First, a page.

More and more Venetians fear the ruin of their homeland. Little by little, the city is being sold to tourists and investors. Many Venetians flee to the mainland. But not everyone wants to watch this downfall – because a Venice without Venetians would lose its soul.
NZZ format travels to Venice and visits those who love and want to save their city. See all the documentation here:
A documentation by NZZ Format about life and resistance in Venice.
Table of contents
On November 12, 2019, Venice experienced the most dramatic flood since 1966. Over 80 percent of the entire city was standing under water. The damage was estimated at around one billion euros. However, many Venetians do not feel threatened by the flood, but by completely different enemies who make their lives more and more difficult.
Life in a memorial
Andrea Vio is a fishmonger in the Rialto Market, the oldest market in Venice. He’s been selling sole, prawns and clams here for forty years. A few years ago there were 18 fish stands here, today there are only six. The fish sellers lack customers “Rialto is the mirror of the city”, says the Venetian, “if Rialto dies, the city dies.”
Citizens versus Investors
Nicoletta Frosini and Aline Cendon of the civic association “Gruppo 25 aprile” are also fighting against this downfall. They defend themselves against the sell-out of the city in slices. Many palazzi and public buildings have been sold to investors in recent years. The infrastructure for daily life has been damaged. Many Venetians move to the mainland. Also because there are hardly any affordable apartments left. Traditional craftsmen are leaving, offices are closing.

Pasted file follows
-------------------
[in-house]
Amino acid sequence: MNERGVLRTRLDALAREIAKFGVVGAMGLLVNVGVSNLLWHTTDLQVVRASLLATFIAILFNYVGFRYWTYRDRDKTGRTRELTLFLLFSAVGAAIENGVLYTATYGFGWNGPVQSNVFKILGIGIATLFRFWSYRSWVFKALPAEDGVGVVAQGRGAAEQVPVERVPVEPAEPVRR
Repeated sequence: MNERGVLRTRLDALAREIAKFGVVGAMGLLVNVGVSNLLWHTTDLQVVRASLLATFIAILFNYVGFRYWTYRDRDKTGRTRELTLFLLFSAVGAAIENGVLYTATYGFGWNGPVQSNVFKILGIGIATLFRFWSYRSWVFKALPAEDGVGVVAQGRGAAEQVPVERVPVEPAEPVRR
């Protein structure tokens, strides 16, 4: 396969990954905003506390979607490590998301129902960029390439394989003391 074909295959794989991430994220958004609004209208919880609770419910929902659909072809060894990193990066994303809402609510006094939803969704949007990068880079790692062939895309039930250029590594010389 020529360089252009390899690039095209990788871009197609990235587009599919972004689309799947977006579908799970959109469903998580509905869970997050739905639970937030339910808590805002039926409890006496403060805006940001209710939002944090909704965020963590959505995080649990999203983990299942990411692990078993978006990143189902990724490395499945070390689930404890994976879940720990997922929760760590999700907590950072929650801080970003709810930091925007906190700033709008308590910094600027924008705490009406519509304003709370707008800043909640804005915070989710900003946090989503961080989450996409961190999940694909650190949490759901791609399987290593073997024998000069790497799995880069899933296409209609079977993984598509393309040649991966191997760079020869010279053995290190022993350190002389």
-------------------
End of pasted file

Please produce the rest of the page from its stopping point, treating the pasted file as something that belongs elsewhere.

For centuries the Franciscan monks of the monastery of San Francesco della Vigna grow wine. But now a large luxury hotel is to be built next to the monastery. That would be the end of your vineyard.
Problems that the mayor of the city, rather plays down. Luigi Brugnaro has been in office since 2015. The residents accuse him of just doing business. Indeed, the number of new hotels and international investors has multiplied during his tenure.
Give up or stay
Maurizio Sammartini is one of the oldest noble families in Venice. He is one of the few who still own his palazzo directly on the Grand Canal, but he wants to sell it. “This is no longer my city,” he says.
Captain Pietro Tosi, on the other hand, does not want to give up. For over 30 years he has been building electric boats which, hard to believe, are banned in Venice. The air here is bad due to the exhaust gases from the hundreds of diesel engines with which the boats drive through the canals.
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